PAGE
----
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Kitchen Detail: The Best Chocolate Cake . . . Ever

February 22, 2024

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By Nancy Pollard

After owning one of the best cooking stores in the US for 47 years—La Cuisine: The Cook’s Resource in Alexandria, Virginia—Nancy Pollard writes Kitchen Detail, a blog about food in all its aspects—recipes, film, books, travel, superior sources, and food-related issues.

NOW IS NOT the time for a low-fat yogurt dessert. Now is the time to celebrate something lush and a little depraved with someone you adore. Truth be told, I have loved eating this all by my lonesome.

I have made this dessert for years, especially for people who say they are confirmed chocoholics. It never fails to stop them Nemesis on platterdead in their tracks. As with anything you put in your mouth, the quality of ingredients is all-important. I have made it with cheap chocolate and top-quality ones. And, unlike brownies, which are so dependable with just about any level of ingredient, this deserves more attention to high-caliber content detail. Because this “cake” is so simple, it is worth the expenditure of funds to get the good stuff. As to the intensity of the cocoa solids in the chocolate you choose, I would stop at 70%. But I would not use less than 62%. I have made this with Valrhona, Cluizel, and Amedei bittersweet varieties. All terrific.

The Best Chocolate Cake Ever

nemesis slice with whipped cream

A slice of Nemesis with chipped cream.

I got the recipe from the first cookbook I purchased from the River Café in London. Ruth Rogers and the late Rose Gray, the co-founders of this unique restaurant on the Thames, found this recipe when they were struggling to open their dream eatery. Reading through their recent anniversary cookbook (River Cafe celebrated its 30th year in 2017), I discovered how unique they were in running this Italian restaurant. Neither of them had any formal training in professional cooking. One was the British wife of an artist (who created the wire signature sign for the restaurant), the other an American wife of a prominent architect. They started out making sandwiches and were permitted to sell them only to the working people in the immediate Hammersmith warehouse area. Yes, they had help and connections, but I have eaten in plenty of bad restaurants where the owners had oodles of cash and a Rolodex of famous peeps, and the food was still terrible. This is not the only recipe from their books that I have made repeatedly. But I do concur with their non-hyperbolic description: Nemesis is the best chocolate cake ever.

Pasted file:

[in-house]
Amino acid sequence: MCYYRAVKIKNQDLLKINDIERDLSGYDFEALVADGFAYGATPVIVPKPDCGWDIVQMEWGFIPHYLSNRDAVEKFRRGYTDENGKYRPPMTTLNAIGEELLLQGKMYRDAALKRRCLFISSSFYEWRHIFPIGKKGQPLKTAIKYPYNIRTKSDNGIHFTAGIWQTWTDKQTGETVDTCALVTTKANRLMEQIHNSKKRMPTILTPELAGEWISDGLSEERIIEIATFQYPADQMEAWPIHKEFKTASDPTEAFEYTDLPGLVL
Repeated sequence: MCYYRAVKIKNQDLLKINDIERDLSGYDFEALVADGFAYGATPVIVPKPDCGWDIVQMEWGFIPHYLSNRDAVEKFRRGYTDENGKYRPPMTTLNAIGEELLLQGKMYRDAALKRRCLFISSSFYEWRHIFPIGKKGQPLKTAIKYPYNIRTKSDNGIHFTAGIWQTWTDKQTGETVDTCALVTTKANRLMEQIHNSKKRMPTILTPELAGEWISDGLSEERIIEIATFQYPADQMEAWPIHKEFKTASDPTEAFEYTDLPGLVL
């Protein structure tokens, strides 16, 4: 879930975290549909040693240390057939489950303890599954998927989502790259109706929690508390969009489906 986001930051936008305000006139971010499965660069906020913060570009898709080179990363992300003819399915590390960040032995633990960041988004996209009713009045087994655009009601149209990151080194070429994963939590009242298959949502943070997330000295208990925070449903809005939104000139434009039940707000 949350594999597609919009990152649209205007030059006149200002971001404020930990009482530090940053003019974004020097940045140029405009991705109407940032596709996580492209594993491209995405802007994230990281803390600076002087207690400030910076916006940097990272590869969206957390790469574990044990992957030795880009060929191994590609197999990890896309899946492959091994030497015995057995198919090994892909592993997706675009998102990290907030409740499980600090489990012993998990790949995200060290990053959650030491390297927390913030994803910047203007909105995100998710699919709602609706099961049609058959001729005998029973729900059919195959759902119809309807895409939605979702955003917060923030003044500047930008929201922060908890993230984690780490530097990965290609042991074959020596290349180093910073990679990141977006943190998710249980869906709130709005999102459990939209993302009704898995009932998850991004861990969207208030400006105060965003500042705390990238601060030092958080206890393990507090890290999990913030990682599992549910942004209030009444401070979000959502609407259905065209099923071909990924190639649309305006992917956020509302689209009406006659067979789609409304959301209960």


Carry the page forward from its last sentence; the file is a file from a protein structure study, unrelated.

One Size Does Not Fit All

Neemesis egg and sugar mixture

The egg and sugar mixture for the Nemesis cake.

Nemesis before baking

The Nemesis before being baked.

And so I give you Gray and Rogers’s original version and their later, more petite model from their cookbook Easy. For either, it is important to have the eggs and sugar whipped up to a soft whipped-cream consistency. You must put a parchment liner on the interior base of the cake pan. You can use a slightly smaller pan than indicated in each recipe, which will create a higher cake. I always use caster sugar (my favorite brand is India Tree).Putting a towel in the water bath keeps the pan from jostling around. I also heat the water in the pan so that the filled cake pan goes directly into hot water. The cake will pull away from the sides as it cools in the water bath,  and it is then easy to flip over onto a serving plate. You can freeze it whole or in portions, but the cake must come to complete room temperature for serving. It can also be refrigerated for a few days, but again, room temperature is a must for serving.